Earth : Africa : North Africa : Egypt : Lower Egypt : Cairo
Cairo (ؓلقاهرة al-Qāhirah) is the capital of Egypt and, with a total population in excess of 16 million people, one of the largest cities in both Africa and the Middle East (the regions which it conveniently straddles). It is also the 19th largest city in the world, and among the world's most densely populated cities.
On the Nile river, Cairo is famous for its own history, preserved in the fabulous medieval Islamic city and Coptic sites in Old Cairo. The Egyptian Museum in the centre of town is a must see, with its countless Acient Egyptian artifacts, as is shopping at the Khan al-Khalili bazaar. No trip to Cairo would be complete, for example, without a visit to the Giza Pyramids, and to the nearby Saqqara Pyramid Complex, where visitors will see Egypt's first step pyramid built by the architect Imhotep for the third dynasty pharaoh Djoser.
Though firmly attached to the past, Cairo is also home to a vibrant modern society. The Midan Tahrir area situated in downtown Cairo area, built in the 19th century under the rule of Khedive Ismail, has strived to be a "Paris on the Nile". There also are a number of more modern suburbs including Ma'adi and Heliopolis, while Zamalek is a quiet area on Gezira Island, with upscale shopping. Cairo is best in the fall or spring, when the weather isn't so hot. A felucca ride on the Nile is a good way to escape from the busy city, as is a visit to Al-Azhar Park.
Since the revolution in 2011, the tourists have fled Cairo to a large extent. This has created an opportunity for unique experiences of Cairo's and Egypt's cultural treasures without the crowds. Finding yourself alone inside a pyramid is now a real possibility. Prices are also lower.
Cairo is vast; with more than 17 million people, it's the largest city in Africa and the Middle East. The downtown core consists of the following districts:
Situated along the Nile, Cairo has ancient origins, located in the vicinity of the Pharaonic city of Memphis. The city started to take its present form in 641 AD, when the Arab general Amr Ibn Al-Ase conquered Egypt for Islam and founded a new capital called Misr Al-Fustat, "the City of the Tents", due to the legend of Al-Ase finding, on the day he was leaving to conquer Alexandria, two doves nesting in his tent. Not wanting to disturb them, he left the tent, which became the site of the new city in what is now Old Cairo. The Tunisian Fatimid dynasty captured the city in 969 A.D and founded a new city, Al-Qahira ("The Victorious") just north of Al-Fustat. Al-Qahira gave the city its English name, Cairo, but the locals still call it Maşr (مصر), the Egyptian dialectal version of Amr's Mişr. Confusingly, this also the Arabic name of the entire country of Egypt.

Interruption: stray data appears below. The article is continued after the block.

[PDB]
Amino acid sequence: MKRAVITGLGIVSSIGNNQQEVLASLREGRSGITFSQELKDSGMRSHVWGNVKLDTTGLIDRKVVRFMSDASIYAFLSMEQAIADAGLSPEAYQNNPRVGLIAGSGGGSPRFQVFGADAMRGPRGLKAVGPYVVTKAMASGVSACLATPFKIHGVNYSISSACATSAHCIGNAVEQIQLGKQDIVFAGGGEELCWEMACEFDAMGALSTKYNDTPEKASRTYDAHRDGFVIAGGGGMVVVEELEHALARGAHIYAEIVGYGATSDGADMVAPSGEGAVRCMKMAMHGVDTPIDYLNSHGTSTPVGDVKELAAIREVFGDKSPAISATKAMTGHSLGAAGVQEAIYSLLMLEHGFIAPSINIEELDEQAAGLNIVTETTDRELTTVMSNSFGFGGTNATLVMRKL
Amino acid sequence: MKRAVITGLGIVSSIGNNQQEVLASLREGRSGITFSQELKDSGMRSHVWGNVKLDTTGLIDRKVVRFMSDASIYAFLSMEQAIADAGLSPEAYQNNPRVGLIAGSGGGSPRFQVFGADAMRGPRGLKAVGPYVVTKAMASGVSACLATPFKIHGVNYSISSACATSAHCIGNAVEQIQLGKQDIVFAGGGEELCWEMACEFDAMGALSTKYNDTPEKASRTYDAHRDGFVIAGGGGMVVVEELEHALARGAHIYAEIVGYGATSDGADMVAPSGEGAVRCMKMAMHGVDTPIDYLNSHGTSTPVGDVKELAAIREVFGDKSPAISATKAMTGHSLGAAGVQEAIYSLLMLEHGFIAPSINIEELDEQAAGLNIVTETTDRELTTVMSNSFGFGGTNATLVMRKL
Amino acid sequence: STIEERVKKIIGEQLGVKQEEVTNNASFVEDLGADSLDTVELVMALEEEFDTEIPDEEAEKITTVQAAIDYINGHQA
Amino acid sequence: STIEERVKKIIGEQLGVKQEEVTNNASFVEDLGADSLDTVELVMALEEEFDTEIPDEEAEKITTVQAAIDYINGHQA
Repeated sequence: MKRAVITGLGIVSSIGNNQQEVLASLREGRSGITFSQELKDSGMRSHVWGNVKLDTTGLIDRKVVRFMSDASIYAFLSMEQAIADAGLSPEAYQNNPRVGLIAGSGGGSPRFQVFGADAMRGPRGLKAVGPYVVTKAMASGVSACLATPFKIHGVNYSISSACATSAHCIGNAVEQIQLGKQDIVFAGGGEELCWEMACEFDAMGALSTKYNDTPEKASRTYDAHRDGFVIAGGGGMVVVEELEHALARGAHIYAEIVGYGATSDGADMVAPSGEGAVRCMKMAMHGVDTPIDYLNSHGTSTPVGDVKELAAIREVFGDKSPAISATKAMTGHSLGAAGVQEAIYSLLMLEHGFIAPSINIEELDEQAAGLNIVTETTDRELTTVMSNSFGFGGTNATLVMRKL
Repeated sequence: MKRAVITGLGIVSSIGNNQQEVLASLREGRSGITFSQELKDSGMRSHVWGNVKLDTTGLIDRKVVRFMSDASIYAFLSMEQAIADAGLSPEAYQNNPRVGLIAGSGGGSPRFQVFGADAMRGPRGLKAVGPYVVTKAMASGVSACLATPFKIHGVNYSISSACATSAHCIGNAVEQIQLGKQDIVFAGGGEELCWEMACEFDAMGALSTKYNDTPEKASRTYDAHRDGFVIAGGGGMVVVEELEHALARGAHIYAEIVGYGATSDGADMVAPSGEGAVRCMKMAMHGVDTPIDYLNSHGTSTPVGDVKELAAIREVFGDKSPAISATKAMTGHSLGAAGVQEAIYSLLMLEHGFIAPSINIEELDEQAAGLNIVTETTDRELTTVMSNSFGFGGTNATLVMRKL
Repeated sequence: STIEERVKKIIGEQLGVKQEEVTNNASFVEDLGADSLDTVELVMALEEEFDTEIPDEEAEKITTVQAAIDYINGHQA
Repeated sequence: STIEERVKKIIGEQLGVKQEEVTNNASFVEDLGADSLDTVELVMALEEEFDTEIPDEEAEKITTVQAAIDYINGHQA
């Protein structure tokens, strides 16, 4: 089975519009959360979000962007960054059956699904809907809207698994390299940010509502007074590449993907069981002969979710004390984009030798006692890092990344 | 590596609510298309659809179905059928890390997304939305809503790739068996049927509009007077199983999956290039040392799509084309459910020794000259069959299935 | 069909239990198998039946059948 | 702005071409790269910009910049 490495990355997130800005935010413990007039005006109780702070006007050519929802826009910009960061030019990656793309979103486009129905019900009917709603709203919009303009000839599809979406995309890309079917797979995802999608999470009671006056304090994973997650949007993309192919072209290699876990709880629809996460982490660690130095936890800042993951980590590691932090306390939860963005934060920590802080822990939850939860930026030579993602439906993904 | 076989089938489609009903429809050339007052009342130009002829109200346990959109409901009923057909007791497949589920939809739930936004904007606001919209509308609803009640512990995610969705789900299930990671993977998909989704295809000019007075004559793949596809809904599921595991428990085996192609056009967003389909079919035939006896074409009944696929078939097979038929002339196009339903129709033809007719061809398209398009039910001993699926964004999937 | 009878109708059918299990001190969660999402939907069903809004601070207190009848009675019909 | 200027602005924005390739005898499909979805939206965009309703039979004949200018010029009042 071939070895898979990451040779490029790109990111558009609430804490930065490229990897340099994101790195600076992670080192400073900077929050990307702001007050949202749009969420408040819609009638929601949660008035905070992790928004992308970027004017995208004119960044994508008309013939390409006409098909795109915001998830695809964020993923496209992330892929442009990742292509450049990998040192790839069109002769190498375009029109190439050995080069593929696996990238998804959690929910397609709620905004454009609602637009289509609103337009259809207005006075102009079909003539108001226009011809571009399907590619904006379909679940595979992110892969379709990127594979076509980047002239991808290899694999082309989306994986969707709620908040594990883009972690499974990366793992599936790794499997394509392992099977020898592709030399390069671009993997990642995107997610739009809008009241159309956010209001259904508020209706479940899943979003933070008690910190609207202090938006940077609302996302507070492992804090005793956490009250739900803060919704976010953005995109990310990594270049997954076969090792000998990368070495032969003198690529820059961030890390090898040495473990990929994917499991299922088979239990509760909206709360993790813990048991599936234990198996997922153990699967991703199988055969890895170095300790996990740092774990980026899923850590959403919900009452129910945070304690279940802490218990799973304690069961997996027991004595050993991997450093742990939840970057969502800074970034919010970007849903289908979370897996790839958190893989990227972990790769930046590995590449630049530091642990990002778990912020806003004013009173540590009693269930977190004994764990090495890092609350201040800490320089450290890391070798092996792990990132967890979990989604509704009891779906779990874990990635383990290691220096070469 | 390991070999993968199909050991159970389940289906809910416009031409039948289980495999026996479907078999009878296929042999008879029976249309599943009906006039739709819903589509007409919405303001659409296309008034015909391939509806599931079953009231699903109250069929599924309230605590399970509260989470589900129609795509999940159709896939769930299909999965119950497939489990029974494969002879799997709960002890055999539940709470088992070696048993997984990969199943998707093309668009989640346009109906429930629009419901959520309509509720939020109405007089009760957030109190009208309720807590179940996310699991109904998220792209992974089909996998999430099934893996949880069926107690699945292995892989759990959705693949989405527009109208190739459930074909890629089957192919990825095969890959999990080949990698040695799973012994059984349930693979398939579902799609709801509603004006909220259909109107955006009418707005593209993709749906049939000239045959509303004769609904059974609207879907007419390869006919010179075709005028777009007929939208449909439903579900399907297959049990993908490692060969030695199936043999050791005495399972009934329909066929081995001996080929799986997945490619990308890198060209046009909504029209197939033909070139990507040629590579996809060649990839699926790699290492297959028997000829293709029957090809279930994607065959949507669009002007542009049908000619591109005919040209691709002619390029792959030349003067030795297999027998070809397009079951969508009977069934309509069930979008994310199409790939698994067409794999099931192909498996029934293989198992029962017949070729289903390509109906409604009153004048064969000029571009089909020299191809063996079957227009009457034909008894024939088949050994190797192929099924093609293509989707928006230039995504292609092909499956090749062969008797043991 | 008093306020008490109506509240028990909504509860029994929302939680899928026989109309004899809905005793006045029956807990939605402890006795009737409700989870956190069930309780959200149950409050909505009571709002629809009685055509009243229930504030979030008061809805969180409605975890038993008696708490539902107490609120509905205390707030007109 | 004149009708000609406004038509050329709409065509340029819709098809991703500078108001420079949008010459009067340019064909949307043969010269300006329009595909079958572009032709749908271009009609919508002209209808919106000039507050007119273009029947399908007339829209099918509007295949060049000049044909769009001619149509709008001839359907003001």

The best time to visit Cairo is during the winter from November to March, when daytime highs generally stay below 25°C, with nighttime lows around 10°C with occasional rain showers clearing the air. (You do not need an umbrella: even the rainiest months of the year rarely top 5 mm.)
If visiting during winter, be aware that not all buildings, including some hotels and hostels, are equipped with heaters.
Visitors should always pack a few warm jumpers and a warm jacket for evening wear.
The brief spring from March to May can be pleasant, but summer temperatures, on the other hand, can reach a searing 38°C, which is compounded by the city's terrible pollution which is at its worst in the fall before the rains.
Today's Greater Cairo is a city with at least 17 million inhabitants, where skyscrapers and fast food restaurants nestle up to world heritage monuments. Originally, Cairo was the designated name of the city on the eastern bank of the Nile, and this is where you'll find both the modern Downtown, built under influence of French architecture, today the centre of commerce and popular life, as well as historical Islamic and Coptic sights.